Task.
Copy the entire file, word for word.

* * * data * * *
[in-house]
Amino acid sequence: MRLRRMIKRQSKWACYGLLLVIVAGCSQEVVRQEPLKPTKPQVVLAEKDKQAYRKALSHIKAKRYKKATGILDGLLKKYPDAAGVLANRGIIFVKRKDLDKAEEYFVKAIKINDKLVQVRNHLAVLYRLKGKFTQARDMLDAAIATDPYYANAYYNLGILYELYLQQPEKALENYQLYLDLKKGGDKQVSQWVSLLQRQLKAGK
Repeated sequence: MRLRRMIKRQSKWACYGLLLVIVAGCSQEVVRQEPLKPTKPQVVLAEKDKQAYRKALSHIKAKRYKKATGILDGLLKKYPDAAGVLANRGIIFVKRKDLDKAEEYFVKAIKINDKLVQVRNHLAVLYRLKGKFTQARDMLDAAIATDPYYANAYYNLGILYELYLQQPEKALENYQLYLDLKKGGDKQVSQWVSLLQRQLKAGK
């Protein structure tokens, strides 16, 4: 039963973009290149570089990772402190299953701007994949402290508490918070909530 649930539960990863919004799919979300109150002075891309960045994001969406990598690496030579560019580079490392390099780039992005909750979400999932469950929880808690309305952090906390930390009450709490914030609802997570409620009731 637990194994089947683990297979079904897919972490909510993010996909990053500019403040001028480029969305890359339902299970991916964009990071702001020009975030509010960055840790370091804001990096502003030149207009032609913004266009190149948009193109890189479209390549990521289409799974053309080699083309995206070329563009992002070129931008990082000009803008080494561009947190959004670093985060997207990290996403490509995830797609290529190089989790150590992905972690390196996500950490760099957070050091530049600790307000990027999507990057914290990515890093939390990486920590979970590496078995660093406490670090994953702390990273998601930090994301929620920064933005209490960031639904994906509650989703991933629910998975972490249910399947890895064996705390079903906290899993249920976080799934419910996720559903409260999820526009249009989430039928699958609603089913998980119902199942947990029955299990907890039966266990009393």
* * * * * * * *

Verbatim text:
[in-house]
Amino acid sequence: MRLRRMIKRQSKWACYGLLLVIVAGCSQEVVRQEPLKPTKPQVVLAEKDKQAYRKALSHIKAKRYKKATGILDGLLKKYPDAAGVLANRGIIFVKRKDLDKAEEYFVKAIKINDKLVQVRNHLAVLYRLKGKFTQARDMLDAAIATDPYYANAYYNLGILYELYLQQPEKALENYQLYLDLKKGGDKQVSQWVSLLQRQLKAGK
Repeated sequence: MRLRRMIKRQSKWACYGLLLVIVAGCSQEVVRQEPLKPTKPQVVLAEKDKQAYRKALSHIKAKRYKKATGILDGLLKKYPDAAGVLANRGIIFVKRKDLDKAEEYFVKAIKINDKLVQVRNHLAVLYRLKGKFTQARDMLDAAIATDPYYANAYYNLGILYELYLQQPEKALENYQLYLDLKKGGDKQVSQWVSLLQRQLKAGK
């Protein structure tokens, strides 16, 4: 039963973009290149570089990772402190299953701007994949402290508490918070909530 649930539960990863919004799919979300109150002075891309960045994001969406990598690496030579560019580079490392390099780039992005909750979400999932469950929880808690309305952090906390930390009450709490914030609802997570409620009731 637990194994089947683990297979079904897919972490909510993010996909990053500019403040001028480029969305890359339902299970991916964009990071702001020009975030509010960055840790370091804001990096502003030149207009032609913004266009190149948009193109890189479209390549990521289409799974053309080699083309995206070329563009992002070129931008990082000009803008080494561009947190959004670093985060997207990290996403490509995830797609290529190089989790150590992905972690390196996500950490760099957070050091530049600790307000990027999507990057914290990515890093939390990486920590979970590496078995660093406490670090994953702390990273998601930090994301929620920064933005209490960031639904994906509650989703991933629910998975972490249910399947890895064996705390079903906290899993249920976080799934419910996720559903409260999820526009249009989430039928699958609603089913998980119902199942947990029955299990907890039966266990009393």